Stability & Maneuverability

While listening to Arthur’s book I continue to make connections between the nature of technology and education reform.  In one example, Arthur notes that a tricycle is less stable than a bicycle, but the bicycle is more maneuverable.  Importantly, the bicycle is more difficult operate.  Although there is increased difficulty, the payoff is increased maneuverability.

This analogy could be applied to the classroom environment as well.  The more maneuverable and adaptable a learning environment the more expertise required to “pull it off”. That is, the more a teacher works to meet the individual needs of each student, seeks authentic learning, and expands the kinds of learning opportunities for students, the more difficult the teachers’ job becomes.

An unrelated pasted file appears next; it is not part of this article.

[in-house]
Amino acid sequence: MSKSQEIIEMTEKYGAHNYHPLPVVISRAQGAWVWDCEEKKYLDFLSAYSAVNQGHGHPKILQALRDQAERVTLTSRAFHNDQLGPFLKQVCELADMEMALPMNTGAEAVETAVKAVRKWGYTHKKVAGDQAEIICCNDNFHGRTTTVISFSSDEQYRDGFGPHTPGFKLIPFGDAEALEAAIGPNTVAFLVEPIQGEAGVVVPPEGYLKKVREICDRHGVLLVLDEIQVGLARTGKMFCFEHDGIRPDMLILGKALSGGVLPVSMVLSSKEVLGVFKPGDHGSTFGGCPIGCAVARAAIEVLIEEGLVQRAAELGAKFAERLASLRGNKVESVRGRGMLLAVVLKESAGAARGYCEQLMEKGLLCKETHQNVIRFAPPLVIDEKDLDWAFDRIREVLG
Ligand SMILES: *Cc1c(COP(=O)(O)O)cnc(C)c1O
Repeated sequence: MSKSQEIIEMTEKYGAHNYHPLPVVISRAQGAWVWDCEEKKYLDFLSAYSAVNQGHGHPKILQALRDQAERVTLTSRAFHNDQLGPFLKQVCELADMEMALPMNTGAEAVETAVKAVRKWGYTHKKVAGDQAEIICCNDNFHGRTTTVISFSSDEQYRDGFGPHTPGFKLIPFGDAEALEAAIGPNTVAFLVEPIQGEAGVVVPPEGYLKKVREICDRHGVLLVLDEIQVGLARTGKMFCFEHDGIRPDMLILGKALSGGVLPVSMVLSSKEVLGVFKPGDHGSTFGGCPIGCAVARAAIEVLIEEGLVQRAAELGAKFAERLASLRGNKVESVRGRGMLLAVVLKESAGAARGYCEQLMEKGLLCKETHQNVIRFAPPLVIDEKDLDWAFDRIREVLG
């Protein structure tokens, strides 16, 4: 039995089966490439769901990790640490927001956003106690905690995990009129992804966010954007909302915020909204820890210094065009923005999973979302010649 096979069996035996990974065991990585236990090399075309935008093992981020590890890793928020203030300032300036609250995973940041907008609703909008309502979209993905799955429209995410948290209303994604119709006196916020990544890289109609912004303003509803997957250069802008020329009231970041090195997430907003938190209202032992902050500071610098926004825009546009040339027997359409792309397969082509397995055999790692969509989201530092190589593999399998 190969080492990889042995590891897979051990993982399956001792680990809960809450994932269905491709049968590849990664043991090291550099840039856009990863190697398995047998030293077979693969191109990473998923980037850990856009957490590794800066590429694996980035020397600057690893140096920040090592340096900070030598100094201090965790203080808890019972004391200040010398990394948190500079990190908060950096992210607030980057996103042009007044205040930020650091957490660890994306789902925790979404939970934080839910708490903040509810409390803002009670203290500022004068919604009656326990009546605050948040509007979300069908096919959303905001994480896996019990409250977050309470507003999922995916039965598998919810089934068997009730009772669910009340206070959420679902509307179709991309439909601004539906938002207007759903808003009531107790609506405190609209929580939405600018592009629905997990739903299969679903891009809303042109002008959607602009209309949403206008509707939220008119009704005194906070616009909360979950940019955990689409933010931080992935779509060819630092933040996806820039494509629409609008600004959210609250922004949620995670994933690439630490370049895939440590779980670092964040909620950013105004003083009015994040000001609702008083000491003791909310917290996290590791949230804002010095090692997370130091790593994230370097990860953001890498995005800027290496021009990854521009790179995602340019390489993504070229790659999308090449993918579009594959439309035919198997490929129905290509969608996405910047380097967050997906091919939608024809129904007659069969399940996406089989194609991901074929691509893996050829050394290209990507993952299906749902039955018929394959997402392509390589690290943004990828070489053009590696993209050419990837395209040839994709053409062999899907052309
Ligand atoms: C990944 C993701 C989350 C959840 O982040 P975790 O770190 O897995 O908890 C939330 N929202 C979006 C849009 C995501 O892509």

How might the above explain the lack of reform at the classroom level even though teachers in large part have lofty goals for students and know that rote memorization is not best practice?  How can we help teachers gain the expertise necessary to handle the unstable bicycle of the more maneuverable classroom?

This entry was posted in Goals for Students, Reflection, Teacher Actions. Bookmark the permalink.

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